Advertisement
YOU ARE HERE: LAT HomeCollectionsMurders

The Nation

Tribe Gives Victims Aid to Shooter's Family, Citing a 'Double Burden'

Some relatives of those killed or injured in the rampage at a Minnesota high school protest the granting of funds for Jeffrey Weise's kin.

April 15, 2005|From Associated Press

MINNEAPOLIS — Tribal leaders Thursday defended a $5,000 victims-aid grant given to the family of a teenager who killed nine people before taking his own life, saying his relatives had "a double burden."

Red Lake Tribal Secretary Judy Roy said the tribal council had decided unanimously that shooter Jeffrey Weise should be considered a victim of the March 21 violence centered on a high school, and that his family should get help paying for his funeral and burial.

"It's not for him, it's for the family.... They have a double burden," she said.

Some relatives of others who were killed had denounced the council's decision to award the check. It was one of 15 $5,000 grants given out Wednesday in the first distribution from a memorial fund that has received more than $200,000 in donations.

Donna Lewis, mother of 15-year-old victim Dewayne Lewis, stormed out of the meeting where the donation was being discussed.

"He ain't no victim in this.... He was a murderer," Lewis said in remarks first reported by the St. Paul Pioneer Press. She said Weise's family "knew he was having problems" and should have helped him.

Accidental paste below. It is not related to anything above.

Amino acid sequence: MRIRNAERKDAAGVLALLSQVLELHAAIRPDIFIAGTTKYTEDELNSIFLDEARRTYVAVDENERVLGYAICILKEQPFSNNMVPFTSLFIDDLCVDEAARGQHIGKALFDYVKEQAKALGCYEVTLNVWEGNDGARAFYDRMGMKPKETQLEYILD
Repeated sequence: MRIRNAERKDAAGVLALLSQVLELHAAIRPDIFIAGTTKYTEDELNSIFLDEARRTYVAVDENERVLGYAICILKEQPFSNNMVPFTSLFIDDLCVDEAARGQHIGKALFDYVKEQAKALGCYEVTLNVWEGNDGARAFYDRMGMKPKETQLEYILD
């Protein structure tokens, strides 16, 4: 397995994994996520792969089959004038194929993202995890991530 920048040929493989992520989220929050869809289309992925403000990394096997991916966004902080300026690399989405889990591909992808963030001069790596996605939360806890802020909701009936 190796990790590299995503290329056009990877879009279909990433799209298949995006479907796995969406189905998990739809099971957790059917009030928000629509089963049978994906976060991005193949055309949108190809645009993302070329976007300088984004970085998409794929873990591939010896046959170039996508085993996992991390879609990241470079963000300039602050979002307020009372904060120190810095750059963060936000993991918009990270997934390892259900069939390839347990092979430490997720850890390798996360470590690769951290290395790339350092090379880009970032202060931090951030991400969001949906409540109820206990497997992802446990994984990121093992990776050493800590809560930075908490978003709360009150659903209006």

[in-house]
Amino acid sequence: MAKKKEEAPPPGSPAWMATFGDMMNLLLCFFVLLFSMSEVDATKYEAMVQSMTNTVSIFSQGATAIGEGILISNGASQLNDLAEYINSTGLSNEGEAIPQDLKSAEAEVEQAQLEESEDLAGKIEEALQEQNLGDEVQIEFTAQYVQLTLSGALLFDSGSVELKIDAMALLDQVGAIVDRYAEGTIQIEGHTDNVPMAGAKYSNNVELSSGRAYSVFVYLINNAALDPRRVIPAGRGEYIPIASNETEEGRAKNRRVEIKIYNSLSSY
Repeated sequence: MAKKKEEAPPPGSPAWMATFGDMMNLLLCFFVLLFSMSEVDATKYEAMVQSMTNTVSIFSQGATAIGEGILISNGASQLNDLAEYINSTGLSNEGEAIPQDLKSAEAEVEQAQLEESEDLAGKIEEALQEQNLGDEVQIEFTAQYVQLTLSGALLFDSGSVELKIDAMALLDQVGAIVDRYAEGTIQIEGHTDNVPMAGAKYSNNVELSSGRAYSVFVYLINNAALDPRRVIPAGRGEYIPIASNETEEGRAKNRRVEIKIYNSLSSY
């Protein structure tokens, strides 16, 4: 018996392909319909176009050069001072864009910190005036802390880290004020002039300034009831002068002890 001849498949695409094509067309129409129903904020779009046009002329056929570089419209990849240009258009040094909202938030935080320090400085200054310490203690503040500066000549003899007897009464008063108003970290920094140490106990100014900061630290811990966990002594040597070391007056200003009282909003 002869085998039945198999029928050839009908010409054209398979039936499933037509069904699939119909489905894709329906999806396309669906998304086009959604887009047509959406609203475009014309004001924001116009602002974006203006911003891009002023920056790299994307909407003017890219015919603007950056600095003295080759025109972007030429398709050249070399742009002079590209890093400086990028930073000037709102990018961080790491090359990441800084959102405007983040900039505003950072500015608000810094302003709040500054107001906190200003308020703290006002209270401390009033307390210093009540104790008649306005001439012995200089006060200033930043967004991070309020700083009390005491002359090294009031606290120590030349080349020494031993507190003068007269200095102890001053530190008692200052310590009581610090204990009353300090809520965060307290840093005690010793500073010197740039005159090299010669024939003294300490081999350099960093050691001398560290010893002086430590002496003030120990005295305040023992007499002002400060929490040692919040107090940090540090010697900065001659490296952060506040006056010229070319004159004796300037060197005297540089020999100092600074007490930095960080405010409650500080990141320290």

"Why are they considering him to be a victim when he killed everybody?" asked Victoria Brun, sister of slain guard Derrick Brun, the Star Tribune of Minneapolis reported. "The people who donated the money have a right to know and question how the money is divided."

However, the mother of wounded student Jeffrey May was more sympathetic toward Weise.

"The way I think of it, you know, he was a victim before this all happened. Nobody reached out to help him. That's all I have to say," Jodi May said.

Weise's family has also received money from a small memorial fund run by tribe member and distant Weise relative Wanda Parkhurst. She said the fund gave 16 families about $1,500, or about $95 per family.

Parkhurst said Weise was a victim who hurt people because he was under the influence of the neo-Nazi websites he visited and because he was picked on by others.

"Those families have a right to hate, but they also have to look at what caused it," she said.

Weise's family is not eligible for assistance from the state victims fund, said Kevin Smith, spokesman for the Department of Public Safety.

"By law, if you commit the crime, you are not eligible for reparations," Smith said.

Advertisement
Los Angeles Times Articles
|
|
|